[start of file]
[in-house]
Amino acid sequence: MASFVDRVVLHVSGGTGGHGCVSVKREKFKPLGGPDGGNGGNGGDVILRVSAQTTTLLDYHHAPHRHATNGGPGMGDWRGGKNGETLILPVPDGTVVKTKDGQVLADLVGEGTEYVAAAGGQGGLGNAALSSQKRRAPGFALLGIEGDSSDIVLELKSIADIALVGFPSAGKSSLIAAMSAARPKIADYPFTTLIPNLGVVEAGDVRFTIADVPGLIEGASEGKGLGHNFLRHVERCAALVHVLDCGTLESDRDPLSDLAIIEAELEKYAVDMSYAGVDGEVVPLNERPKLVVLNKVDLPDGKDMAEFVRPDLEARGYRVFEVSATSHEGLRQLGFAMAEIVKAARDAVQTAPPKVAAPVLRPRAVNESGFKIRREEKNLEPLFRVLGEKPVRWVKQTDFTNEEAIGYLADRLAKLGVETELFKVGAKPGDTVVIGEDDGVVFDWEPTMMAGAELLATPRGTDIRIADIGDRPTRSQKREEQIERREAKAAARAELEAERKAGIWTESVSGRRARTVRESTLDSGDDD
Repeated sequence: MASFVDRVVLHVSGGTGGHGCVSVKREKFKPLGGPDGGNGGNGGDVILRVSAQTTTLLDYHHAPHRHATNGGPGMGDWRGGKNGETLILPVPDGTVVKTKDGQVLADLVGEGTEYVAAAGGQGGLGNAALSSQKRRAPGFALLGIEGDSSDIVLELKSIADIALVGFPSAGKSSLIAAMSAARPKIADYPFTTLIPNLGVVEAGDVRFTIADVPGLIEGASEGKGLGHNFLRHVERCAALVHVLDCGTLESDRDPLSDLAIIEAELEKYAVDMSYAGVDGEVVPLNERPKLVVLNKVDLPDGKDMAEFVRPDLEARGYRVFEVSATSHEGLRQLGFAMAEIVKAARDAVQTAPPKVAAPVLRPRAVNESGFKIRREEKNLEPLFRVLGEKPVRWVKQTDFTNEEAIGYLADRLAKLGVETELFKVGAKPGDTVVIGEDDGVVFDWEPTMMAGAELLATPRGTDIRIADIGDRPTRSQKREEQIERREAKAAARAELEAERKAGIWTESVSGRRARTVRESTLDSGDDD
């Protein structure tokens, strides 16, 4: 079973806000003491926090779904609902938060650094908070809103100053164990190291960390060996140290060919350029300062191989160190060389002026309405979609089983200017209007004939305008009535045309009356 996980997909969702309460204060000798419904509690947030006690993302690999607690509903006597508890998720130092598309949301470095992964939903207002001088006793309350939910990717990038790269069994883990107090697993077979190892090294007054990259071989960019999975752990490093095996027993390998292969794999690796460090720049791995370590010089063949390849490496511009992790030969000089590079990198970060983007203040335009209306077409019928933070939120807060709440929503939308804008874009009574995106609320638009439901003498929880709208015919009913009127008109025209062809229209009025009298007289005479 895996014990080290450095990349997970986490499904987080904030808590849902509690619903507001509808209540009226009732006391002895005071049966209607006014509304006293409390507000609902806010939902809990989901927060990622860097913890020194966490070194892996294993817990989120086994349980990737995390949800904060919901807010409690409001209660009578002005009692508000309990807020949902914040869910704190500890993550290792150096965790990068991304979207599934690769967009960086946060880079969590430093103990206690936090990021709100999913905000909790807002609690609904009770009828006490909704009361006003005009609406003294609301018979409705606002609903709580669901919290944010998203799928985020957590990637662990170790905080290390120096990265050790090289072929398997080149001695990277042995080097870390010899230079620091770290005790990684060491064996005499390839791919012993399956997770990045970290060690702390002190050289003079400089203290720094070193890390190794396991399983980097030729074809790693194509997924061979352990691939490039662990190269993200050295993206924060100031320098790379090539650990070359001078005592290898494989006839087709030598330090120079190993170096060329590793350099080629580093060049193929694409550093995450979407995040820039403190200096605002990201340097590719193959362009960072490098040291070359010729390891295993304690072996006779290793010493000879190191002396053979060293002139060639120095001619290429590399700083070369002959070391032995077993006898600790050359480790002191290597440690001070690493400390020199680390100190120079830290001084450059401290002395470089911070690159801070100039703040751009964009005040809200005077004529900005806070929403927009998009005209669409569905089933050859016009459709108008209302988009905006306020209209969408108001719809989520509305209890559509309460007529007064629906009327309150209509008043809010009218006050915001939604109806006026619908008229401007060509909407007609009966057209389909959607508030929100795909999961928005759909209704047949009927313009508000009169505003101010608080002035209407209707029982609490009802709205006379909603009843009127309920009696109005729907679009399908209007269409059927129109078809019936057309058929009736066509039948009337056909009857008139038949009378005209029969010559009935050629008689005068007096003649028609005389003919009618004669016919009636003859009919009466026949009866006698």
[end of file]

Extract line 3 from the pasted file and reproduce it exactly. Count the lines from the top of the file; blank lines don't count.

Repeated sequence: MASFVDRVVLHVSGGTGGHGCVSVKREKFKPLGGPDGGNGGNGGDVILRVSAQTTTLLDYHHAPHRHATNGGPGMGDWRGGKNGETLILPVPDGTVVKTKDGQVLADLVGEGTEYVAAAGGQGGLGNAALSSQKRRAPGFALLGIEGDSSDIVLELKSIADIALVGFPSAGKSSLIAAMSAARPKIADYPFTTLIPNLGVVEAGDVRFTIADVPGLIEGASEGKGLGHNFLRHVERCAALVHVLDCGTLESDRDPLSDLAIIEAELEKYAVDMSYAGVDGEVVPLNERPKLVVLNKVDLPDGKDMAEFVRPDLEARGYRVFEVSATSHEGLRQLGFAMAEIVKAARDAVQTAPPKVAAPVLRPRAVNESGFKIRREEKNLEPLFRVLGEKPVRWVKQTDFTNEEAIGYLADRLAKLGVETELFKVGAKPGDTVVIGEDDGVVFDWEPTMMAGAELLATPRGTDIRIADIGDRPTRSQKREEQIERREAKAAARAELEAERKAGIWTESVSGRRARTVRESTLDSGDDD